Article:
I've got 291 numbered files (starting at 001 - title and ending at 291 - title) that need moved into separate directories. (001 to 021 to folder 1, 022 to 053 to folder 2, they aren't necessarily the same number of files each time).

I figured I could do it in a yucky way like this: ls | head -n 21 | sed -r 's|(.*)|mv \1 /path/to/folder1|' | sh

I'm almost positive there's a better way, so what would it be?

EDIT: So that would've worked fine, but I remembered...

I'm not stuck using a terminal, so I used a file manager to click and drag. Question still stands though.

  • 1
    You want 21 subfolders in folder 1, and 22 folders in folder 2?
    – Daniel Beck
    Commented Jan 19, 2012 at 20:04
  • Have you reviewed unix.SE? There's a good thread on this here: unix.stackexchange.com/questions/12976/…
    – chrisjlee
    Commented Jan 19, 2012 at 20:32
  • @DanielBeck no, I want the files to move to each folder. There are a different number of files going to each folder.
    – Rob
    Commented Jan 19, 2012 at 20:41
  • @ChrisJ.Lee That's pretty similar to what I was doing/have done before, I like it. Since the files match other files in another folder, I could ls -l | grep ^- | wc -l to get the numbers of lines.
    – Rob
    Commented Jan 19, 2012 at 20:45
  • 1
    @Rob Right. Still, different number of files into each directory. Automating that (including rules) is more effort than doing it yourself a few times.
    – Daniel Beck
    Commented Jan 19, 2012 at 20:50

3 Answers 3


Since you said it's not always exactly 21 files than you need to move the files manually, and to do that effectively you could use brace expansion:

mv filename{001..21} dir1
mv filename{022..53} dir2
  • This looks like it could work, I'll try it out.
    – Rob
    Commented Jan 20, 2012 at 1:54
  • 1
    This works perfectly, if you add a wildcard after the brackets. This is exactly what I needed.
    – Rob
    Commented Jan 20, 2012 at 1:58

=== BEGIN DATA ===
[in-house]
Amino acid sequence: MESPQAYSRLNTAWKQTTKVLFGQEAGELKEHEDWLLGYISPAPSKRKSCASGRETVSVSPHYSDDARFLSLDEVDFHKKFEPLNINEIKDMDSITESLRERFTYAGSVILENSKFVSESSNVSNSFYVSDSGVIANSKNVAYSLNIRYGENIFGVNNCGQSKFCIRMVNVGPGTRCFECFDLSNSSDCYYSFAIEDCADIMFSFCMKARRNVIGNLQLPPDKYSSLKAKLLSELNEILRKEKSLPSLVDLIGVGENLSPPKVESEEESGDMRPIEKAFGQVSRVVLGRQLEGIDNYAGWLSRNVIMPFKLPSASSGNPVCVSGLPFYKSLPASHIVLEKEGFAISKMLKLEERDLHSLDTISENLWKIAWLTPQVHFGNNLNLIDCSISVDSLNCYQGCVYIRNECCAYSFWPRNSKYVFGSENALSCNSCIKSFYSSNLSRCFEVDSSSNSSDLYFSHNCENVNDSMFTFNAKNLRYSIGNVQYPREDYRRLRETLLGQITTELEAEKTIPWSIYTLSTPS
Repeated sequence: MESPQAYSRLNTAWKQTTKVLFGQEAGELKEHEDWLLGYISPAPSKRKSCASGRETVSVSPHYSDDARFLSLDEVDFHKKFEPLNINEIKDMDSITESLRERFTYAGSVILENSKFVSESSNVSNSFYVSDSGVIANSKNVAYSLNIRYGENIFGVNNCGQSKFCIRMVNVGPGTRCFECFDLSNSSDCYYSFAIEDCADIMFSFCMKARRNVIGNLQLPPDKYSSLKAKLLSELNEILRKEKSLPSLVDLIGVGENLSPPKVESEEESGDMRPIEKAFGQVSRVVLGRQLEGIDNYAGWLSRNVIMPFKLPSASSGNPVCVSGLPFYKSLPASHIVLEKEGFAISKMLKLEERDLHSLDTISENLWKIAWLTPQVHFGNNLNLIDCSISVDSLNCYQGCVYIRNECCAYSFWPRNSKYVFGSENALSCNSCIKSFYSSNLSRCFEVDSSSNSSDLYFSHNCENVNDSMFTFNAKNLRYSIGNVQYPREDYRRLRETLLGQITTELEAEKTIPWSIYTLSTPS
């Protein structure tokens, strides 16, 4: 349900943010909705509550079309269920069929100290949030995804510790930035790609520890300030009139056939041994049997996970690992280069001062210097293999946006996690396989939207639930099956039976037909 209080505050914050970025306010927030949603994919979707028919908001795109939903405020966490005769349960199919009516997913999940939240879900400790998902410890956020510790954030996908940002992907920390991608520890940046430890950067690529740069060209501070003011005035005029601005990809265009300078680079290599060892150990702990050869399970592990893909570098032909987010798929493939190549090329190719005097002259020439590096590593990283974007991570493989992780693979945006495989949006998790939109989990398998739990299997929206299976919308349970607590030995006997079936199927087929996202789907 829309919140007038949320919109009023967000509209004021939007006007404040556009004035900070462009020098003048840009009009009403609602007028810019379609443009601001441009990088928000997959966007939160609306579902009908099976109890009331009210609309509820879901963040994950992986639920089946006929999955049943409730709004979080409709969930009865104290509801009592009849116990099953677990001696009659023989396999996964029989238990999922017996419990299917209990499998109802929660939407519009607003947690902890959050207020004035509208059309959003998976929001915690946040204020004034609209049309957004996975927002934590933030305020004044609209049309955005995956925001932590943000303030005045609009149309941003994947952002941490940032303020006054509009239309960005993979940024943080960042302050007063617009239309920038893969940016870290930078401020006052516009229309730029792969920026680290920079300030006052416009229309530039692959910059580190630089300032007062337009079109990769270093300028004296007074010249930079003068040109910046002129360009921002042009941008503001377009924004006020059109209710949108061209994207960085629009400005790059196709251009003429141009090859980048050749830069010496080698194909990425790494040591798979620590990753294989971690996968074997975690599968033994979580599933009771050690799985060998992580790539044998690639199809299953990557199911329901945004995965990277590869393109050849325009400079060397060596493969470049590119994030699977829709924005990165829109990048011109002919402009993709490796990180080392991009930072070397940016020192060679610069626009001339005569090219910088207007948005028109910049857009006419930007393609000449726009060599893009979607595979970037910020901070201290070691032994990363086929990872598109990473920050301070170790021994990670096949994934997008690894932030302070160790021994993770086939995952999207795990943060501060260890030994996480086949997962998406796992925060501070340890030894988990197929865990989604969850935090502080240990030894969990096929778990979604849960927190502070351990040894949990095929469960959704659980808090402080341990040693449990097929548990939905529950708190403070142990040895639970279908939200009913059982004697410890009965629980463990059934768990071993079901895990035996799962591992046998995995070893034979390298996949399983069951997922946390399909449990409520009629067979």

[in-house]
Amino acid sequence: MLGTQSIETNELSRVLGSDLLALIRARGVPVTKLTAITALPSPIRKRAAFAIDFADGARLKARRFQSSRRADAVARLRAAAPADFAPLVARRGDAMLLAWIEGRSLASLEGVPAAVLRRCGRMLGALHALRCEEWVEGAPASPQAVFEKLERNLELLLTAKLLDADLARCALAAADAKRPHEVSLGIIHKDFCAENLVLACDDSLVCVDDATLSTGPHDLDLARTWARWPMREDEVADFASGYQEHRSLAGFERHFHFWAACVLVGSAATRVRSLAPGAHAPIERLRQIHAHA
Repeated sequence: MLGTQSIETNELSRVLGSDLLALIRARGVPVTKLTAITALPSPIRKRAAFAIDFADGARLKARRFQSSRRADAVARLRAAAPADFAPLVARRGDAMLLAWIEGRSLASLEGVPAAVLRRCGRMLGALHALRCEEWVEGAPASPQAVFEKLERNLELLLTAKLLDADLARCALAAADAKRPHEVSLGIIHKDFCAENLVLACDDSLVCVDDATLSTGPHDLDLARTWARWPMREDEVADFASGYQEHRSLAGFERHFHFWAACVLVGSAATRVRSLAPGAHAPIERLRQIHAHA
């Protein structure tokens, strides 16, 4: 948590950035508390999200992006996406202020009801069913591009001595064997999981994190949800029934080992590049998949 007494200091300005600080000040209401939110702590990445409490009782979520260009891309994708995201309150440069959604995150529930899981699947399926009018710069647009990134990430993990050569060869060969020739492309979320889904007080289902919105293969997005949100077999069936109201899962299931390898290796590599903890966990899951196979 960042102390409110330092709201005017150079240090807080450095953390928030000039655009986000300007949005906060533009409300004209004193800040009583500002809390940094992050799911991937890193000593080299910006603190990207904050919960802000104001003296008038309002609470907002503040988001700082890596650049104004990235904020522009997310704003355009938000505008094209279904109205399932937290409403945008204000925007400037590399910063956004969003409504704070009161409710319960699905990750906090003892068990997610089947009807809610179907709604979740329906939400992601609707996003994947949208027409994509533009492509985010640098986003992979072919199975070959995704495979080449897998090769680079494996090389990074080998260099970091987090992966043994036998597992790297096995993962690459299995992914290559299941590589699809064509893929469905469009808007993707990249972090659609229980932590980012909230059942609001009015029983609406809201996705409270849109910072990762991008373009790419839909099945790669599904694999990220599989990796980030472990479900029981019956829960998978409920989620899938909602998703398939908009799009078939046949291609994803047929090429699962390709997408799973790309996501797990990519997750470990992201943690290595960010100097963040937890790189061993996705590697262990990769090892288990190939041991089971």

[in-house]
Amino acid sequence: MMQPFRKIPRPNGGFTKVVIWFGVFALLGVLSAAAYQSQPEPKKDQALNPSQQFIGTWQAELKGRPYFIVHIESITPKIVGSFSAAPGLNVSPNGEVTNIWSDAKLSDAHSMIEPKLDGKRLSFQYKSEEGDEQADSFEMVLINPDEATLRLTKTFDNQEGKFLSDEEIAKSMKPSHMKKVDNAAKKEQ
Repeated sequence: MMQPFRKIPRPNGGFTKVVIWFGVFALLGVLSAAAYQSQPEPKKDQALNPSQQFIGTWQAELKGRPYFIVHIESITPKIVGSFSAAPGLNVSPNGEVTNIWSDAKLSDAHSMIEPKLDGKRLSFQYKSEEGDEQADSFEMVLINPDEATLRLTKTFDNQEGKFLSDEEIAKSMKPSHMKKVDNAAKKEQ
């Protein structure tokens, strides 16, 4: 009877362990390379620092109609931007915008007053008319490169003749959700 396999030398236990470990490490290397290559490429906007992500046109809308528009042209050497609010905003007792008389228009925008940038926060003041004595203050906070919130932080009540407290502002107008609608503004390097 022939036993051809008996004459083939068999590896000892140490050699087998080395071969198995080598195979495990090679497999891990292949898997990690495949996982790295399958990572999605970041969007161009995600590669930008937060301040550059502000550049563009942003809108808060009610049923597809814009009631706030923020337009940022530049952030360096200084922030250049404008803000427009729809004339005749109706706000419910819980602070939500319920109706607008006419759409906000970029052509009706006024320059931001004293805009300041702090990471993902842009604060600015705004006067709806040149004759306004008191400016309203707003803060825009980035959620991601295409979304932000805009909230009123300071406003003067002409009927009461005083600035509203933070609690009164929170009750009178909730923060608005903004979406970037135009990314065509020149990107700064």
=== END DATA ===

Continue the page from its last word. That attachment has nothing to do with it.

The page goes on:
• 2
    If the number is in the middle of the name, you can write file{001..21}name, you don't have to use wildcard. Anyway, happy it worked for you.
    – drrlvn
    Commented Jan 20, 2012 at 14:47

This will move the files as you described (except that the second range would be 022 to 042 for the second 21 files).

for ((i = 1; i <= 291; i++))
    ((d = (i - 1) / 21 + 1))
    printf -v file 'filename%03d' "$i"
    printf -v dir  'dirname%02d'  "$d"
    [[ -d "$d" ]] && mkdir "$d"
    mv "$f" "$d"

What I mean is to move a lot of files(like ten thousands or a million), shell will complain about the file list too long if you just use {1..20}, so

In zsh, you can load the mv builtin:

setopt extended_glob zmodload


after doing that, you can use command like:

mv ./somefolder/{1..100000}.txt  pathto/yourfolder/

or if you are writing some shell scripts, you can do something like this:

for i in `seq $start $end`;  
    do  mv "prefix${i}suffix.txt" pathto/yourfolder/  

if you are not using zsh, you may refer to https://unix.stackexchange.com/questions/128559/solving-mv-argument-list-too-long

  • While this link may answer the question, it is better to include the essential parts of the answer here and provide the link for reference. Link-only answers can become invalid if the linked page changes. Which answer are you referencing as the "more detailed answer"?
    – Ramhound
    Commented Jul 20, 2015 at 18:59
  • This doesn't really answer the question as OP wants to move different files to different directories.
    – DavidPostill
    Commented Jul 20, 2015 at 19:09

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